The answer is social justice and reparations, which can only be achieved by resistance to oppression and winning power to the people. Those who are genuinely concerned with peace must fight for it. A real desire for peace is a desire for social justice and reparations. Those who want peace must take a genuine stance for social justice. We must distinguish ourselves from those who would settle for an imperialist peace that does nothing but protect the status quo. Let us say what we know to be the truth: the only real peace is peace through revolution! This is not to say that all the conditions have ripened for revolution. This is not a call for revolution on this day or at this moment. It is a demand that we advance to contend with those who would have us accept an imperialist peace that keeps us forever oppressed and exploited.
My support for the Syrian revolution is unconditional and for that reason I am opposed to the U.S. intervention. The United States and its regional allies have done everything to undermine the Syrian revolution. Most importantly they have done so by supporting the Syrian National Coalition against the grassroots movements. U.S. allies such as Turkey, Saudi Arabia, and Qatar initially backed Assad and later funded and equipped the most reactionary forces in the opposition. These same powers (plus Iraq) are now forming a coalition to fight ISIS. But these countries played a major role, directly and indirectly, in making ISIS a regional power. The United States and Saudi Arabia were instrumental in the creation and funding of global jihadism since the 1980s to fight the Soviets in Afghanistan. The 2003 U.S. invasion of Iraq led to the emergence of al Qaeda in Iraq. Qatar is helping Jabhat al-Nusra while Turkey was, until recently, allowing ISIS to operate freely and cross its borders unchecked. The U.S. intervention in Syria (and Iraq) will kill many innocent civilians. It will also fulfill ISIS’s wish to become the primary anti-American force in the region and thereby help the terrorist organization recruit more fighters.
On September 26 in Melbourne, Australia a group of anti-war and pro Palestinian activists shut down two buildings of the global arms manufacturer Lockheed Martin. The action is on going at the time of this release with the activists locking down Lockheed Martins access gates and dropping a banner off one of their buildings stating ‘Medicare Not Warfare. Scrap the F35 Deal’. Another banner is attached to their fence and can be seen from the Princess Highway, it reads ‘War Profiteers – Your Tax Dollars Making a Killing’ Kaz Cochrane, co-founder of Whistleblower, Activists & Citizens Alliance (WACA) stated: “As Australia embarks on yet another violent military campaign in the Middle East we’re asked to accept the justification of moral imperative to rescue ‘desperate people’; the same people our political class dismissed through the cynical euphemism of ‘collateral damage’, when they were killed in the 100’s of thousands by our allied forces over the last 10,” she said, adding “given the Federal cabinet have committed us to this destructive and inept war campaign the Whistleblower, Activists & Citizens Alliance are determined to expose the real motivation to perpetual war – Perpetual Profit.”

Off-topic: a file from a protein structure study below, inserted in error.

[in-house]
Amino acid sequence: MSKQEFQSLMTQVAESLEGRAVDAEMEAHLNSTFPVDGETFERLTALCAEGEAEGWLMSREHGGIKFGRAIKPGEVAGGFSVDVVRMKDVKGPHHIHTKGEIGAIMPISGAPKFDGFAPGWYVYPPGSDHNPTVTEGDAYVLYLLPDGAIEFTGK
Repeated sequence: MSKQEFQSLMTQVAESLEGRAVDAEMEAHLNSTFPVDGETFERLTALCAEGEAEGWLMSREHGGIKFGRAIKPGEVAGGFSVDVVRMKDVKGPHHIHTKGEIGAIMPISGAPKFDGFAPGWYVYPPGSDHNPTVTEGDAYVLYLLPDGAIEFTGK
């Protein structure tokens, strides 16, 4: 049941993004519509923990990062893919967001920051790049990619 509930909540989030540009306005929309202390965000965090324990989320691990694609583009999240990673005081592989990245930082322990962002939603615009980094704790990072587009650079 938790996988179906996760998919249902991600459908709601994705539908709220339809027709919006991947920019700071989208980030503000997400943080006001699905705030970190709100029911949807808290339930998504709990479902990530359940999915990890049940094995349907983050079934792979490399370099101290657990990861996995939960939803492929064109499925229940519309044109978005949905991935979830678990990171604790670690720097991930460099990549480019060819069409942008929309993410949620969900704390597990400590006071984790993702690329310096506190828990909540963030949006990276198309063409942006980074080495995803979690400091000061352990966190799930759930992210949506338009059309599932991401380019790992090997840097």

A few dozen proponents of nonviolence demonstrated in front of the White House the morning after U.S.-led airstrikes on targets in Syria. They attempted to deliver a letter to President Obama calling for drastic changes in policy regarding militarism, poverty and the environment, and they engaged in a civil disobedience action by blocking a White House entrance. Five were arrested. At the same time, President Obama delivered remarks about the airstrikes in front of Marine One on the White House lawn, touting the strength of a multinational coalition. He then departed for the United Nations in New York. Signs at the protest said things such as “No U.S. Military Intervention in Syria,” “Reparations Not More Bombs,” and “There Is No Military Solution.” Three demonstrators wore orange jumpsuits and black hoods and carried a banner protesting Guantanamo Bay prison. Several wore blue scarves, symbolizing their identification as global citizens, and expressing solidarity with women and youth in Afghanistan, where the blue scarf movement originated.